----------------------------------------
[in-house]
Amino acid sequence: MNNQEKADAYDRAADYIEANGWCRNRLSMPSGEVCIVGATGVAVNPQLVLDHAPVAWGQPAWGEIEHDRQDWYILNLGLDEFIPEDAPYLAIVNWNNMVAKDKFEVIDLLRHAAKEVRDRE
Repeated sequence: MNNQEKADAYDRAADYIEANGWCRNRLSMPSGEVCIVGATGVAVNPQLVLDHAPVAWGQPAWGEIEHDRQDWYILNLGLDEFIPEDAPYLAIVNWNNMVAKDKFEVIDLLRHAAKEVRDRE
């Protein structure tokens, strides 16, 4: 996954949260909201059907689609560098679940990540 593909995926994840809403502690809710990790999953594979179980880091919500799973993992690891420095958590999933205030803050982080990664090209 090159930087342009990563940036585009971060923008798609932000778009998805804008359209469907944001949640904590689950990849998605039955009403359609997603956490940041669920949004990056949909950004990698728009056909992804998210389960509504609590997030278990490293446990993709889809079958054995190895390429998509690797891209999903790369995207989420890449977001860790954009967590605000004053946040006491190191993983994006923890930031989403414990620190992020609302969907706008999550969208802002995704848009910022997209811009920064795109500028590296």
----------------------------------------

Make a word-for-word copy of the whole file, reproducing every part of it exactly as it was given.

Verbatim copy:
[in-house]
Amino acid sequence: MNNQEKADAYDRAADYIEANGWCRNRLSMPSGEVCIVGATGVAVNPQLVLDHAPVAWGQPAWGEIEHDRQDWYILNLGLDEFIPEDAPYLAIVNWNNMVAKDKFEVIDLLRHAAKEVRDRE
Repeated sequence: MNNQEKADAYDRAADYIEANGWCRNRLSMPSGEVCIVGATGVAVNPQLVLDHAPVAWGQPAWGEIEHDRQDWYILNLGLDEFIPEDAPYLAIVNWNNMVAKDKFEVIDLLRHAAKEVRDRE
């Protein structure tokens, strides 16, 4: 996954949260909201059907689609560098679940990540 593909995926994840809403502690809710990790999953594979179980880091919500799973993992690891420095958590999933205030803050982080990664090209 090159930087342009990563940036585009971060923008798609932000778009998805804008359209469907944001949640904590689950990849998605039955009403359609997603956490940041669920949004990056949909950004990698728009056909992804998210389960509504609590997030278990490293446990993709889809079958054995190895390429998509690797891209999903790369995207989420890449977001860790954009967590605000004053946040006491190191993983994006923890930031989403414990620190992020609302969907706008999550969208802002995704848009910022997209811009920064795109500028590296």